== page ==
developed a seroma to lower back, after 7 weeks of drain, still with varying amount of fluid- 20-40cc daily. sclerosing therapy- is it painful and how successful is this therapy? the alternative of more surgery to fix the seroma is causing a lot of anxiety.
Sclerotherapy for Seroma
Doctor Answers (5)
Sclerotheray for seroma
You are confusing sclerotherapy for veins with sclerotherapy for cysts, etc. Sclerosants are different for each problem and it depends what the seroma is from - post surgical, lymphatic, based in the spinal canal (hopefully not) and other. Talk to the doctor who is treating this 'seroma'
Seroma treatment: Surgery, Sclerotherapy, or Complete Decongestive Therapy?
If infection is controlled, Complete Decongestive Therapy (CDT) is the least invasive treatment. CDT is the safe, effective use of manual techniques and bandaging to control swelling and edema. If you are highly motivated to learn about these techniques, look for a Certified Lymphatic Therapist (CLT). The National Lymphadema Network (NLN) and Lymphatic Association of North America are good places to start. These techniques have only been introduced to the United States recently. Although very few Physicians and Therapists have this type of experience, we have successfully treated back seromas following complex spine fusion surgery for Scoliosis and following Thoracotomy.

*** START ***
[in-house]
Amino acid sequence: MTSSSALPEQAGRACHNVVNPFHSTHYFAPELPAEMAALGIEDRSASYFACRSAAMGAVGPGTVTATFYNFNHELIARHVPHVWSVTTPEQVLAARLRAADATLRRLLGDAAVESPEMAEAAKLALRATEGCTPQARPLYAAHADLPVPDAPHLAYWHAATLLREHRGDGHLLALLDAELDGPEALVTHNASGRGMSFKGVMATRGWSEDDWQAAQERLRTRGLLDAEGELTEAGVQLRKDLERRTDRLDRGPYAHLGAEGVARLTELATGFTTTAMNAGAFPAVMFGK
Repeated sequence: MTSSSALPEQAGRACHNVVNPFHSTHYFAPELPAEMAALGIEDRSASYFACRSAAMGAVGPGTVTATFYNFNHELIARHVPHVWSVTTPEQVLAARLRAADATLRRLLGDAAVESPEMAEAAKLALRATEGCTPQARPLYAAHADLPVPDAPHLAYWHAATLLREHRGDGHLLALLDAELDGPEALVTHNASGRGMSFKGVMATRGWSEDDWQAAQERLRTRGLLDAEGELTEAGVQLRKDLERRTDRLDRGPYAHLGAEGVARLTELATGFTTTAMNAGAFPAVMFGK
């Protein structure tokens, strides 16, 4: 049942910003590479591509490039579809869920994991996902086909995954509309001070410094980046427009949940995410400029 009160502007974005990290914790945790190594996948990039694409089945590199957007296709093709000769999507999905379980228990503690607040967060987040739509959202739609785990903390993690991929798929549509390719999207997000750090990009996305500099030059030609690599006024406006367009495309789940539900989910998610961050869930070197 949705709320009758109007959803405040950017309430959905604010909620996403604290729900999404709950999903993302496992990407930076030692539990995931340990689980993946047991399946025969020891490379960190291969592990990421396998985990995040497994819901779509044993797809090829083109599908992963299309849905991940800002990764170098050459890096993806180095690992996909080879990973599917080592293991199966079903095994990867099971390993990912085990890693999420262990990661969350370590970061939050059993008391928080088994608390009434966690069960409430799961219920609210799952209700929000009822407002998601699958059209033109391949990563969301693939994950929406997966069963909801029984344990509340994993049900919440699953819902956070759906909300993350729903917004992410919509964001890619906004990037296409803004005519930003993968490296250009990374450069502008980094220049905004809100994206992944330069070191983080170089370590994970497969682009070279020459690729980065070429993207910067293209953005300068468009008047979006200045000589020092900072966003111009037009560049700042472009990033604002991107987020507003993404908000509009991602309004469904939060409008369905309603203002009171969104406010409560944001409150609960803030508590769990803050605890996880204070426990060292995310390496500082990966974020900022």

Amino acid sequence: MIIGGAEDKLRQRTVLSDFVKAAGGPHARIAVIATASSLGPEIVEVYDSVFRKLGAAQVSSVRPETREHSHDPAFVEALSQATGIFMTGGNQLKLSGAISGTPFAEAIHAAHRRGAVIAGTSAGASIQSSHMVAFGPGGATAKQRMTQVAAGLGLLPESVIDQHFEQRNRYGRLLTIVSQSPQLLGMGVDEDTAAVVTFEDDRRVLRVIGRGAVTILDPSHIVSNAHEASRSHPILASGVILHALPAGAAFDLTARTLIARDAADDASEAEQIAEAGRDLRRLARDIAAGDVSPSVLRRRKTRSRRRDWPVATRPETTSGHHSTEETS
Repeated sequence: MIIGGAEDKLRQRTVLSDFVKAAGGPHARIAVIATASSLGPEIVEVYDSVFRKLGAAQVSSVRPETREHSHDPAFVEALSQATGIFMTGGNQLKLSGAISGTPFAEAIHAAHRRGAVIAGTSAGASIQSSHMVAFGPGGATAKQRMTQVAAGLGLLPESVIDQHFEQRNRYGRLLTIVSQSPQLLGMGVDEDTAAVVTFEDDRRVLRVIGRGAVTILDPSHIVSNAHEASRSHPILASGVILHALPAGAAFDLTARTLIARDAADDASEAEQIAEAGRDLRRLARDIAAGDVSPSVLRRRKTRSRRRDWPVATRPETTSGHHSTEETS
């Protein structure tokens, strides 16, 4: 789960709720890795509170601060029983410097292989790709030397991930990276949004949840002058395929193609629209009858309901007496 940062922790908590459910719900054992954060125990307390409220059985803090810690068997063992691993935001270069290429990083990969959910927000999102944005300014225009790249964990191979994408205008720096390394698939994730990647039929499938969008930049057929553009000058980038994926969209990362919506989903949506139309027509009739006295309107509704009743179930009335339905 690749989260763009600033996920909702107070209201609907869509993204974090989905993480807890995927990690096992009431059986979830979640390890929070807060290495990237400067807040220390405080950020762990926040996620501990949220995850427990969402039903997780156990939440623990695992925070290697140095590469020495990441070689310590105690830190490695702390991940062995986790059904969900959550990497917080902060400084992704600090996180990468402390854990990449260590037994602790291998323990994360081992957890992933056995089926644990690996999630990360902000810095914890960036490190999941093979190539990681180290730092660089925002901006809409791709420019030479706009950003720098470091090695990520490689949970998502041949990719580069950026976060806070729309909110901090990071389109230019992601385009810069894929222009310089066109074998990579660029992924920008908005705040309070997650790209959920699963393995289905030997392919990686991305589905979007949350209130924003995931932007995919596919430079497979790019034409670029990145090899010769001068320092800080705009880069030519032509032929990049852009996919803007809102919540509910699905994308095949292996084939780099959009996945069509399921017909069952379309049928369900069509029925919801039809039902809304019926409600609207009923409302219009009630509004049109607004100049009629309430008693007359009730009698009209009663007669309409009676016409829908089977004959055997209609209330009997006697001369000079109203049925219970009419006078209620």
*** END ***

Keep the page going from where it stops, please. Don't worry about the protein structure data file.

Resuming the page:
Seroma treatment with sclerosing fluid
the sclerosing involved with treatment of a seroma is not referred to as sclerotherapy, the latter normally referring to the cannulation of a vein with a very tiny needle. This type of treatment is performed rarely for such a complication after liposuction and other surgical treatments. Both treatments to involve injecting a caustic agent that creates inflammation with an end point of damage to the tissue such that the body walls off the opening. Sclerosing of the cavity of a seroma is usually suggested by the surgeon if the drain and compression doesn't help. It can be slightly to moderately painful but can avoid further surgery which is not guaranteed to work.